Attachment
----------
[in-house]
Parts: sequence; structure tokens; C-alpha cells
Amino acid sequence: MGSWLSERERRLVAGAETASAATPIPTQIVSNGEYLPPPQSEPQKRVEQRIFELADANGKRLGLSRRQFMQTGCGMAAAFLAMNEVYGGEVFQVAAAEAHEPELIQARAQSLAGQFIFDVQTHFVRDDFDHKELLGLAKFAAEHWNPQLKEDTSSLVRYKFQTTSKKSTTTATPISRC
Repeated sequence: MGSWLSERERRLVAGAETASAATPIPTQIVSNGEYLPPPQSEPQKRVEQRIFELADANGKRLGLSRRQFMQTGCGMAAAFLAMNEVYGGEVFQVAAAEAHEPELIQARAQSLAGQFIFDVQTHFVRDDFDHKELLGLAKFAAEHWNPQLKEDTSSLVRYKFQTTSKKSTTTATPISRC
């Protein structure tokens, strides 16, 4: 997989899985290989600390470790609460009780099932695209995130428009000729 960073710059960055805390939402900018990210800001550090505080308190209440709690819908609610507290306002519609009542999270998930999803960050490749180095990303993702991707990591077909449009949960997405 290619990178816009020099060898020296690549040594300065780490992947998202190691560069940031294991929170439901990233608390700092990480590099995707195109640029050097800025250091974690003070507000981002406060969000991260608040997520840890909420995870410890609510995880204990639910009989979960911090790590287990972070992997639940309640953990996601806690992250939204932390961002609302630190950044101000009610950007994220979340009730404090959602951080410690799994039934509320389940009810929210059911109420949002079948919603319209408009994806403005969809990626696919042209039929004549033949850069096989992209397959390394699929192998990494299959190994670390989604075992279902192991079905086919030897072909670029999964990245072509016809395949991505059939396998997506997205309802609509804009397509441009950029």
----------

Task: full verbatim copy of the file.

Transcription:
[in-house]
Parts: sequence; structure tokens; C-alpha cells
Amino acid sequence: MGSWLSERERRLVAGAETASAATPIPTQIVSNGEYLPPPQSEPQKRVEQRIFELADANGKRLGLSRRQFMQTGCGMAAAFLAMNEVYGGEVFQVAAAEAHEPELIQARAQSLAGQFIFDVQTHFVRDDFDHKELLGLAKFAAEHWNPQLKEDTSSLVRYKFQTTSKKSTTTATPISRC
Repeated sequence: MGSWLSERERRLVAGAETASAATPIPTQIVSNGEYLPPPQSEPQKRVEQRIFELADANGKRLGLSRRQFMQTGCGMAAAFLAMNEVYGGEVFQVAAAEAHEPELIQARAQSLAGQFIFDVQTHFVRDDFDHKELLGLAKFAAEHWNPQLKEDTSSLVRYKFQTTSKKSTTTATPISRC
């Protein structure tokens, strides 16, 4: 997989899985290989600390470790609460009780099932695209995130428009000729 960073710059960055805390939402900018990210800001550090505080308190209440709690819908609610507290306002519609009542999270998930999803960050490749180095990303993702991707990591077909449009949960997405 290619990178816009020099060898020296690549040594300065780490992947998202190691560069940031294991929170439901990233608390700092990480590099995707195109640029050097800025250091974690003070507000981002406060969000991260608040997520840890909420995870410890609510995880204990639910009989979960911090790590287990972070992997639940309640953990996601806690992250939204932390961002609302630190950044101000009610950007994220979340009730404090959602951080410690799994039934509320389940009810929210059911109420949002079948919603319209408009994806403005969809990626696919042209039929004549033949850069096989992209397959390394699929192998990494299959190994670390989604075992279902192991079905086919030897072909670029999964990245072509016809395949991505059939396998997506997205309802609509804009397509441009950029």